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College of Arts and Sciences
Criminal Justice

Criminal Justice

  Click here to download the Undergraduate Brochure

 Criminal Justice is an interdisciplinary social science involving the study of crime and societal responses to it. The Criminal Justice Department offers degree and specialization options designed to prepare students for a broad range of career opportunities in the criminal justice field and for graduate study in criminology/criminal justice, forensic psychology, forensic science, and law. The criminal justice curriculum provides foundation for understanding contemporary criminological theory and criminal justice practice with scholarly emphasis and critical appraisal of law enforcement, the courts, and corrections. The criminal justice major is designed to provide knowledge of the components of criminal justice system and stages of criminal justice process while allowing students to concentrate study in a particular area of interest within the criminal justice field.

Our goal is to provide students with conceptual and empirical knowledge that will foster sophisticated thinking, reflection, and action - to develop in students the knowledge, insight, critical thinking skills, values, and ethical consciousness essential to becoming responsible practitioners, managers, researchers, and leaders in the criminal justice field. The driving spirit of the Criminal Justice Department reflects the basic foundation of Jesuit education-reflection and action. We seek to develop a spirit of inquiry and innovation in students-encouraging them to ask "why not?" of things not tried and to reflect and think critically about crime and justice issues and the systems that deal with them in our complex society.

The department offers a bachelor of arts in criminal justice with specialization in administration of justice, criminology and criminal justice theory, forensic psychology, and forensic science and the bachelor of science in criminal justice, with specialization in forensic psychology and forensic science. Internship and research opportunities supplement course work by providing students with experience working and conducting research within criminal justice agencies. Graduates are prepared for positions in law enforcement, courts, corrections, and human service in private, county, state, and federal agencies and/or to pursue graduate study in criminal justice, criminology, forensic science, forensic psychology, or law.

We are one of only ten programs in the United States to be certified by the Academy of Criminal Justice Sciences and the only one west of the Rockies.

Undergraduate Degrees and Specializations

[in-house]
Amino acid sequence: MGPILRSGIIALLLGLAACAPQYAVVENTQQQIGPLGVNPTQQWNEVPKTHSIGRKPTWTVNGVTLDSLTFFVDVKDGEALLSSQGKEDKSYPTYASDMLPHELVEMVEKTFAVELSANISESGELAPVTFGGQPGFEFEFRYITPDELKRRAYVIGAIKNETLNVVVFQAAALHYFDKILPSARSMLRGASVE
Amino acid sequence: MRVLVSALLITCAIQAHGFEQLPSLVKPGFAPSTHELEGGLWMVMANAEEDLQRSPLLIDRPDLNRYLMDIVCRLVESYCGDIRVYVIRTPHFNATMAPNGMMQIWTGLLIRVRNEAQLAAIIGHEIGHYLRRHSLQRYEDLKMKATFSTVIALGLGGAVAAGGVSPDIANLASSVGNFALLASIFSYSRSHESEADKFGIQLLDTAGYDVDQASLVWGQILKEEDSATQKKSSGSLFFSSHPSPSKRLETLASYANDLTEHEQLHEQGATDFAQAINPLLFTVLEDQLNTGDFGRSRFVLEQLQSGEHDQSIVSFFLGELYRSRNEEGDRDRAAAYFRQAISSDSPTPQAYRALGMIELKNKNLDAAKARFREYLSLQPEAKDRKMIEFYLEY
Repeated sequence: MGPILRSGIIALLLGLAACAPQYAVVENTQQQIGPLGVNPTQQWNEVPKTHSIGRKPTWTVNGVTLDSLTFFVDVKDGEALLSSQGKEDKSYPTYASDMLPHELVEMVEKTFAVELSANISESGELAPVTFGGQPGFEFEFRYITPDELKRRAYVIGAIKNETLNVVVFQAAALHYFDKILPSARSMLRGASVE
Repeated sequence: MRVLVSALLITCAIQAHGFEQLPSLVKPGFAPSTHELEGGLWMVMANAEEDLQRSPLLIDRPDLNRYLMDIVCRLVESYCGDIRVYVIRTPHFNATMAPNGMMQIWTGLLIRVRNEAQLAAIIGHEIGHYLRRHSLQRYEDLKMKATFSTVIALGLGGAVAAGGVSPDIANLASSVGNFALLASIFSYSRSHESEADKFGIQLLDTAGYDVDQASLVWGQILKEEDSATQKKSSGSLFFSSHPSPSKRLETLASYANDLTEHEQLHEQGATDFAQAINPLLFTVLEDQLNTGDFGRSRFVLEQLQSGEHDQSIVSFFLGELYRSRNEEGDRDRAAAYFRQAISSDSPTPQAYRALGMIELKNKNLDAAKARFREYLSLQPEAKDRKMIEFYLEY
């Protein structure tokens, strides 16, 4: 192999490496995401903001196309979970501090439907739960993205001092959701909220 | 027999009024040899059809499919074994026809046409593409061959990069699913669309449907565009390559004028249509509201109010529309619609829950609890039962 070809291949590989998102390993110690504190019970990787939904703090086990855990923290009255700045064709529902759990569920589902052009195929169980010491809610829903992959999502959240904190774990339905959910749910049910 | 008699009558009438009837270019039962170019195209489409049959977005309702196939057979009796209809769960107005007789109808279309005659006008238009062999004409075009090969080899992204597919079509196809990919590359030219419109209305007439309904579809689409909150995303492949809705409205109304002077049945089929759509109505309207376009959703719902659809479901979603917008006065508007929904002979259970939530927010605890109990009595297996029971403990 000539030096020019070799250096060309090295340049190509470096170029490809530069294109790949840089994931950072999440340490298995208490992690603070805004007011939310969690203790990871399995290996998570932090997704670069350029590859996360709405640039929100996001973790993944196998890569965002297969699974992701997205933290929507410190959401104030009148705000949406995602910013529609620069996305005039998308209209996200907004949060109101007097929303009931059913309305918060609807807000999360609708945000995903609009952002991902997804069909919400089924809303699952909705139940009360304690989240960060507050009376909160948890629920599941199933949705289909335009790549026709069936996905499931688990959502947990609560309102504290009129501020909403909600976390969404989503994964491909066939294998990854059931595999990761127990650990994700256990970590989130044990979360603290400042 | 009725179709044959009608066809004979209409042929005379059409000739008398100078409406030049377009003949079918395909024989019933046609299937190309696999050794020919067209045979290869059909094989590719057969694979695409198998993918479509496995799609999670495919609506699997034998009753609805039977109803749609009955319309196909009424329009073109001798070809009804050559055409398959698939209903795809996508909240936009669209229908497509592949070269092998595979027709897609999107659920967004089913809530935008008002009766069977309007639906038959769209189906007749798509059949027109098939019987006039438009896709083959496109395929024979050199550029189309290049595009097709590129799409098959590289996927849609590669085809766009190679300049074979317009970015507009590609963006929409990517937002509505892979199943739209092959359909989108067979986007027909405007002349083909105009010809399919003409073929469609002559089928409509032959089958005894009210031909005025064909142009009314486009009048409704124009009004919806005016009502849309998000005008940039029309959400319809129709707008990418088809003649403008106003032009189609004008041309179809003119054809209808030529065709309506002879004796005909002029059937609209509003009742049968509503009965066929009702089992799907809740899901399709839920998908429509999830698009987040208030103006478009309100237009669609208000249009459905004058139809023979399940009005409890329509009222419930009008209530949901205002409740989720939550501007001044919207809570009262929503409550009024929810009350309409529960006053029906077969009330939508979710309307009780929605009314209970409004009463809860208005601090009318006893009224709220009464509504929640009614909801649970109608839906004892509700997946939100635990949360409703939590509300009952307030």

Bachelor of Arts in Criminal Justice:In order to earn the bachelor of criminal justice degree, students must complete a minimum of 180 credits with a cumulative and major/program grade point average of 2.00.

Bachelor of Science with a Major in Criminal Justice: In order to earn the bachelor of science degree with a major in criminal justice, students must complete a minimum of 180 quarter credits for the forensic psychology specialization and 192 credits for the forensic science specialization with a cumulative and a major/program grade point average of 2.00.

Minor in Criminal Justice: In order to earn a minor in criminal justice, students must complete 30 credits in criminal justice. Click here for degree requirements.

News and Events

The 2017 Seattle Public Safety Survey is underway through November 30th 2017 and offered in 11 different lanuages. The purpose of the survey is to solicit feedback on public safety and security concerns from those who live and/or work in Seattle. A report on the survey results will be provided to the Seattle Police Department to assist in making your neighborhood safer and more secure. Click here to take the survey.

A group of Seattle University Criminal Justice faculty, students, alumni, and advisory committee members presented at the 2017 International Academy of Law and Mental Health (IALMH) Congress in Prague during the summer of 2017. Read more.

Through the Center for the Study of Crime and Justice, the department conducts primary research, including data collection and analysis, program evaluation, and collaborative research with local, state, and federal criminal justice agencies. A recent project including the Seattle Police Department’s Micro-Community Policing Plans evaluation and 2015 and 2016 Seattle Public Safety Survey. Read more.

Criminal Justice Professor Stephen Rice and Criminal Justice Advisory Board Member Sue Rahr published "From Warriors to Guardians: Recommitting American Police Culture to Democratic Ideals" with the National Institute of Justice (NIJ) as part of Harvard Kennedy School's Executive Session on Policing and Public Safety.

An in-depth study by Seattle University professors found costs related to pursuing the death penalty are about 1.4 to 1.5 times more than when a prosecutor does not seek death.

Details and more news and events here